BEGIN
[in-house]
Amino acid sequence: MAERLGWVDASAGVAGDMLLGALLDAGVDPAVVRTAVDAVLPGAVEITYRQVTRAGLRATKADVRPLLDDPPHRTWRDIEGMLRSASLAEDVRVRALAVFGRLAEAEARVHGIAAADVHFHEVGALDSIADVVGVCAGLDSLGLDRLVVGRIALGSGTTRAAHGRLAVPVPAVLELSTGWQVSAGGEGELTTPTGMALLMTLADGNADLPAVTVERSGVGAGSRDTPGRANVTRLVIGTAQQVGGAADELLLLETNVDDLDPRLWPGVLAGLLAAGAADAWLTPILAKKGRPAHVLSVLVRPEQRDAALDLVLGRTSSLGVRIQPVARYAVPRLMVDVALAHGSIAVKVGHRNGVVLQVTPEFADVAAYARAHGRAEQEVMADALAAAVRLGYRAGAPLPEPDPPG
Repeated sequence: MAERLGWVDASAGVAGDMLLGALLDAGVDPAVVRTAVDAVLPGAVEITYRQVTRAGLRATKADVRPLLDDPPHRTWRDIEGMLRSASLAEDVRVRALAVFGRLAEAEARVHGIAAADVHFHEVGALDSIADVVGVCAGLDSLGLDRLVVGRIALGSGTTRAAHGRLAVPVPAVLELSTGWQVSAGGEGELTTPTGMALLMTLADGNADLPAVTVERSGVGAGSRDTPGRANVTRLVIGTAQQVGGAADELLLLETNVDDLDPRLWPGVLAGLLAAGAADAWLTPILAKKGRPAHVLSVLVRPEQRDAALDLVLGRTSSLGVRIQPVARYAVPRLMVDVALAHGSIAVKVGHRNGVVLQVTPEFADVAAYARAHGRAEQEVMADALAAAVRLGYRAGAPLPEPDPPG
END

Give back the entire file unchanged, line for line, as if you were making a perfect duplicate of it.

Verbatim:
[in-house]
Amino acid sequence: MAERLGWVDASAGVAGDMLLGALLDAGVDPAVVRTAVDAVLPGAVEITYRQVTRAGLRATKADVRPLLDDPPHRTWRDIEGMLRSASLAEDVRVRALAVFGRLAEAEARVHGIAAADVHFHEVGALDSIADVVGVCAGLDSLGLDRLVVGRIALGSGTTRAAHGRLAVPVPAVLELSTGWQVSAGGEGELTTPTGMALLMTLADGNADLPAVTVERSGVGAGSRDTPGRANVTRLVIGTAQQVGGAADELLLLETNVDDLDPRLWPGVLAGLLAAGAADAWLTPILAKKGRPAHVLSVLVRPEQRDAALDLVLGRTSSLGVRIQPVARYAVPRLMVDVALAHGSIAVKVGHRNGVVLQVTPEFADVAAYARAHGRAEQEVMADALAAAVRLGYRAGAPLPEPDPPG
Repeated sequence: MAERLGWVDASAGVAGDMLLGALLDAGVDPAVVRTAVDAVLPGAVEITYRQVTRAGLRATKADVRPLLDDPPHRTWRDIEGMLRSASLAEDVRVRALAVFGRLAEAEARVHGIAAADVHFHEVGALDSIADVVGVCAGLDSLGLDRLVVGRIALGSGTTRAAHGRLAVPVPAVLELSTGWQVSAGGEGELTTPTGMALLMTLADGNADLPAVTVERSGVGAGSRDTPGRANVTRLVIGTAQQVGGAADELLLLETNVDDLDPRLWPGVLAGLLAAGAADAWLTPILAKKGRPAHVLSVLVRPEQRDAALDLVLGRTSSLGVRIQPVARYAVPRLMVDVALAHGSIAVKVGHRNGVVLQVTPEFADVAAYARAHGRAEQEVMADALAAAVRLGYRAGAPLPEPDPPG